G. K. Chesterton, fully Gilbert Keith Chesterton

G. K.
Chesterton, fully Gilbert Keith Chesterton
1874
1936

English Journalist, Humorist, Essayist, Novelist and Poet

Author Quotes

There are only two kinds of social structure conceivable – personal government and impersonal government. If my anarchic friends will not have rules – they will have rulers. Preferring personal government, with its tact and flexibility, is called Royalism. Preferring impersonal government, with its dogmas and definitions, is called Republicanism. Objecting broadmindedly both to kings and creeds is called Bosh.

There cannot be a nation of millionaires, and there never has been a nation of Utopian comrades; but there have been any number of nations of tolerably contented peasants.

There is nothing harder to learn than painting and nothing which most people take less trouble about learning.

They have invented a phrase, a phrase that is a black and white contradiction in two words - 'free-love' - as if a lover ever had been, or ever could be, free.

There are only two ways of governing: by a rule and by a ruler.

There have been household gods and household saints and household fairies. I am not sure that there have yet been any factory gods or factory saints or factory fairies. I may be wrong, as I am no commercial expert, but I have not heard of them as yet.

There is nothing the matter with Americans except their ideals. The real American is all right; it is the ideal American who is all wrong.

They haven't got no noses the fallen sons of Eve; even the smell of roses is not what they supposes; but more than mind discloses and more than men believe.

There are some desires that are not desirable.

There is a case for telling the truth; there is a case for avoiding the scandal; but there is no possible defense for the man who tells the scandal, but does not tell the truth.

There is one thing which gives radiance to everything. It is the idea of something around the corner.

They said that I should lose my ideals and begin to believe in the methods of practical politicians. Now, I have not lost my ideals in the least; my faith in fundamentals is exactly what it always was. What I have lost is my childlike faith in practical politics.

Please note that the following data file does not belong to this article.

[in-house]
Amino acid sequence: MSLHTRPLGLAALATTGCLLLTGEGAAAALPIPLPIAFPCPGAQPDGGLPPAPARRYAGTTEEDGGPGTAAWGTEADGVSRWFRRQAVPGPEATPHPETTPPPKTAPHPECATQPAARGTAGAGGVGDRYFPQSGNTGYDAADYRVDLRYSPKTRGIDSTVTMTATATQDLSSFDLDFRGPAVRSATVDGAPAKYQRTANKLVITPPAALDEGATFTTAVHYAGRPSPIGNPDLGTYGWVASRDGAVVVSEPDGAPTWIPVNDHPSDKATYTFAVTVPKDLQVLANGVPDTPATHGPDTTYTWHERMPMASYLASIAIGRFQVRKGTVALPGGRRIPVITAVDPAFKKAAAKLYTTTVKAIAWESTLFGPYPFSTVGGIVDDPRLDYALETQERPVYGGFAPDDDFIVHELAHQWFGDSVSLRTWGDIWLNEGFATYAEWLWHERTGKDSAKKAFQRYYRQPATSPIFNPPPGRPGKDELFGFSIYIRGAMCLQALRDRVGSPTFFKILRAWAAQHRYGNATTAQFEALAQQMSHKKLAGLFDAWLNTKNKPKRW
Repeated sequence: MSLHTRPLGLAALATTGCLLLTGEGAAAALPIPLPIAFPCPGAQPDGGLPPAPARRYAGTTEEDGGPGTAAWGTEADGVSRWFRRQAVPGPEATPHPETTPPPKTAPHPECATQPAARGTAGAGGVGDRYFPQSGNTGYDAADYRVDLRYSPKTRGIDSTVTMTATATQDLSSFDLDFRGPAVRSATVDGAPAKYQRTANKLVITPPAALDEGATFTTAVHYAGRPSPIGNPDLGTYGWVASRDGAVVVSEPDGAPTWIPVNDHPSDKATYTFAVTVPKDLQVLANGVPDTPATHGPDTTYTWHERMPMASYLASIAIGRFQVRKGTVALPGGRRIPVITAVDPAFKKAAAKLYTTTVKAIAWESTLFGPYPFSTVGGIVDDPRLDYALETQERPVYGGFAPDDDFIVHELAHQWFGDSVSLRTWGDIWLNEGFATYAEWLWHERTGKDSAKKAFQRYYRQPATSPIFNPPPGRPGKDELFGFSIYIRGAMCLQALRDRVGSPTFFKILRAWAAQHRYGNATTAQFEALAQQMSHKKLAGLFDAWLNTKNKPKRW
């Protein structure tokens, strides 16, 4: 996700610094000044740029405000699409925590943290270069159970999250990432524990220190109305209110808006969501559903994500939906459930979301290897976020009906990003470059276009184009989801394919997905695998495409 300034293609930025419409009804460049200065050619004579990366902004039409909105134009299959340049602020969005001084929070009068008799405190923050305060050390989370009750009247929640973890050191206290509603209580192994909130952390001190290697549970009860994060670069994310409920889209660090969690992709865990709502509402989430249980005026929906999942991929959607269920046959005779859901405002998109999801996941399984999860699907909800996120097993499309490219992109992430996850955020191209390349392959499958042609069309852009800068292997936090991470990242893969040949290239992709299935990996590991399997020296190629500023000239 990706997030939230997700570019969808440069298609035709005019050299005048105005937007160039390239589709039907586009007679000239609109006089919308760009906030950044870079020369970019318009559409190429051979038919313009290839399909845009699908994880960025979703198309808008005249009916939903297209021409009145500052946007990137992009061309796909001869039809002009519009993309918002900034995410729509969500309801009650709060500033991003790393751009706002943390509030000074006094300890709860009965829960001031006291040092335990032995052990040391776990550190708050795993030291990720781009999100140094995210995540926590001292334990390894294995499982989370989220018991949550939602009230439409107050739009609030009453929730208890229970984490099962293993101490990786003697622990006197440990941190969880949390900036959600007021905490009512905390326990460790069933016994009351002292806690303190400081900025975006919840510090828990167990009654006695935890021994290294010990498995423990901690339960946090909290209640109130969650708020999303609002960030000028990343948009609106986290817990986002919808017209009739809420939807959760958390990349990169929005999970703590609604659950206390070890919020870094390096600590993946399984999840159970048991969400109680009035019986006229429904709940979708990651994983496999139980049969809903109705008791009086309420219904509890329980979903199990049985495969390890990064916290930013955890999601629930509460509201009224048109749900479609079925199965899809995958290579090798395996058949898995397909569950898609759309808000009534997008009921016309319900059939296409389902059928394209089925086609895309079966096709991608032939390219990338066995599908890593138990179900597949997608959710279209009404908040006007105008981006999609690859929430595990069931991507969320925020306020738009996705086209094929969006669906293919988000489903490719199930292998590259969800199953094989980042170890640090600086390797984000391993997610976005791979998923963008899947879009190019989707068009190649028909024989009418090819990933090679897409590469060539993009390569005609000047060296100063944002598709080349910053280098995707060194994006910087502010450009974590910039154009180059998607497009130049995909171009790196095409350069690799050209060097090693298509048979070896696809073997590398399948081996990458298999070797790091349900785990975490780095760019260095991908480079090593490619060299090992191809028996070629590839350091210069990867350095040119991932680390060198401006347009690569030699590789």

There are some people, nevertheless — and I am one of them — who think that the most practical and important thing about a man is still his view of the universe. ... We think that for a general about to fight an enemy, it is important to know the enemy's numbers, but still more important to know the enemy's philosophy. We think the question is not whether the theory of the cosmos affects matters, but whether in the long run, anything else affects them.

There is a corollary to the conception of being too proud to fight. It is that the humble have to do most of the fighting.

There is only one thing that can never go past a certain point in its alliance with oppression--and that is orthodoxy. I may, it is true, twist orthodoxy so as partly to justify a tyrant. But I can easily make up a German philosophy to justify him entirely.

They shall come mild as monkish clerks, with many a scroll and pen; and backward shall ye turn and gaze, desiring one of Alfred's days, when pagans still were men

There are those who hate Christianity and call their hatred an all-embracing love for all religions.

There is a road from the eye to the heart that does not go through the intellect.

There is only one thing that it requires real courage to say, and that is a truism.

Thieves respect property. They merely wish the property to become their property that they may more perfectly respect it.

There are two kinds of charlatan: the man who is called a charlatan, and the man who really is one. The first is the quack who cures you; the second is the highly qualified person who doesn’t.

There is a thought that stops thought. That is the only thought that ought to be stopped.

There is only one thing that stands in our midst, attenuated and threatened, but enthroned in some power like a ghost of the Middle Ages: the Trade Unions.

This is the age in which thin and theoretic minorities can cover and conquer unconscious and untheoretic majorities.

There are two kinds of fires. The Bad Fire and the Good Fire. And the paradox is that the Good Fire is made of bad things, of things that we do not want; but the Bad Fire is made of good things, of things that we do want.

Author Picture
First Name
G. K.
Last Name
Chesterton, fully Gilbert Keith Chesterton
Birth Date
1874
Death Date
1936
Bio

English Journalist, Humorist, Essayist, Novelist and Poet